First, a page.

A USB drive can be made to start you computer (Bootable).  That way it can be used to start your computer in case your current Operating System (OS) fails to start (Boot) your computer or you can just start you computer with a different operating system to try it out simuliar to what you do with a Virtual Machine (VM.

Hope that clarifies what I said.


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#9 MNGB OFFLINE  

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Posted January 01, 2020 - 05:44 PM

You can also use the "F" keys on the Dell F12 gets you to the boot options


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#10 Cvans OFFLINE  

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Posted January 01, 2020 - 09:55 PM

 

 

A USB drive can be made to start you computer (Bootable).

Gottcha! I think Thanks.   :thumbs: 


Edited by Cvans, January 01, 2020 - 09:57 PM.

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#11 chieffan OFFLINE  

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Posted January 06, 2020 - 04:37 PM

Your saying that I can put data on a USB flash drive running W 10, make the flash drive bootable.  Then put that flash drive in a computer running Linux and it will boot and read that flash drive?  Would Linux have to do a cold start?

 

If I copy say some Cub Manuals to a flash drive, where would the Linux system put them if/when it reads them ? ?

 

Chris, I don't know jack squat about W 10, Know less about Linux and never used a flash drive before so your way ahead of me. But I did start with a Commadore Vic 20, to a 64, to a 128, to a Tandy ?? then on to some real PC's.


Edited by chieffan, January 06, 2020 - 04:42 PM.

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#12 ducky OFFLINE  

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Posted January 06, 2020 - 05:15 PM

When you make a flash drive bootable it mean that you installed an operating system on it and you can put that in a computer USB drive and start that computer with the OS you have installed on the USB drive.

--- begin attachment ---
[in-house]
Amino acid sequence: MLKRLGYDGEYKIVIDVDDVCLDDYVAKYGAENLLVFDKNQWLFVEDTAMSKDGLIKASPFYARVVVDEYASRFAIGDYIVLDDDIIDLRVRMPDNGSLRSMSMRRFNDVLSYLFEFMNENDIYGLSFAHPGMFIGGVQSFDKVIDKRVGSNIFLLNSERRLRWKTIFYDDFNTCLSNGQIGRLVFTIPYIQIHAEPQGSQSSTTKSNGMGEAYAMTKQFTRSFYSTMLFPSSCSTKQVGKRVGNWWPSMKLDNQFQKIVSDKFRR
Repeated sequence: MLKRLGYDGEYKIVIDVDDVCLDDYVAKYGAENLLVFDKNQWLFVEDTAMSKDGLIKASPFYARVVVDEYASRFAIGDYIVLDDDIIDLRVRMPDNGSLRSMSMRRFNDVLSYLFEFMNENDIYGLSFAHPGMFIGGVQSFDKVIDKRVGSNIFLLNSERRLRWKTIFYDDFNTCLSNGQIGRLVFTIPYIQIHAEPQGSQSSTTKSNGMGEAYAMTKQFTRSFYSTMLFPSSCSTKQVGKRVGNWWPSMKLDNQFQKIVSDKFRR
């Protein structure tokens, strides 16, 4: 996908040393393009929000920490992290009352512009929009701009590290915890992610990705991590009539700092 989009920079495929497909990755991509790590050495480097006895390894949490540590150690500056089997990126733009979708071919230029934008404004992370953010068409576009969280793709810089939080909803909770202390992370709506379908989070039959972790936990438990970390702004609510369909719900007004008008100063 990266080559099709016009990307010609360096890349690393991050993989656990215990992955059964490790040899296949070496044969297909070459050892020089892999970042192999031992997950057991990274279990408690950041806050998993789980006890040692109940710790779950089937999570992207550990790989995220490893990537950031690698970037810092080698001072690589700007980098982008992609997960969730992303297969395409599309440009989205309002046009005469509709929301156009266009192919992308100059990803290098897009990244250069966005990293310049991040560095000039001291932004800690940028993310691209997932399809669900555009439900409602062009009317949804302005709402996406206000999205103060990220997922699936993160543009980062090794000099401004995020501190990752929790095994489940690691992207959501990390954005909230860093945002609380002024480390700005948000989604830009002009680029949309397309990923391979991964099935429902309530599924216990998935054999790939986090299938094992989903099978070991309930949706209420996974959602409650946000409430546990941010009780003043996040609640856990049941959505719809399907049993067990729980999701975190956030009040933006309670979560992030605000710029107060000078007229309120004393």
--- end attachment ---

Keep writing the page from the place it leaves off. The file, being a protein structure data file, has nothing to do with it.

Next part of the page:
To move data you simply copy and paste the files.

It is easier to transfer file from Win to Linux than the other way because Linux can read NTSF file (Windows File System).  Linux uses (ext 4 File system) so you have to do some converting to make then readable on a windows system.


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#13 chieffan OFFLINE  

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Posted January 06, 2020 - 07:39 PM

OK, thanks.  That clears up a lot of cob webs.  Several rooms to go yet.


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#14 MNGB OFFLINE  

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Posted January 06, 2020 - 08:13 PM

Hi Roger, I'm following  your adventures with Linux so keep the updates coming I'm going to take the laptop I have Linux loaded on to my friend that thinks he can get the WiFi drivers working then I would be playing with Linux also


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#15 ducky OFFLINE  

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Posted January 06, 2020 - 10:59 PM

Hi Roger, I'm following  your adventures with Linux so keep the updates coming I'm going to take the laptop I have Linux loaded on to my friend that thinks he can get the WiFi drivers working then I would be playing with Linux also

You can just plug in an Ethernet cable if you have wireless problems and bingo you are connected.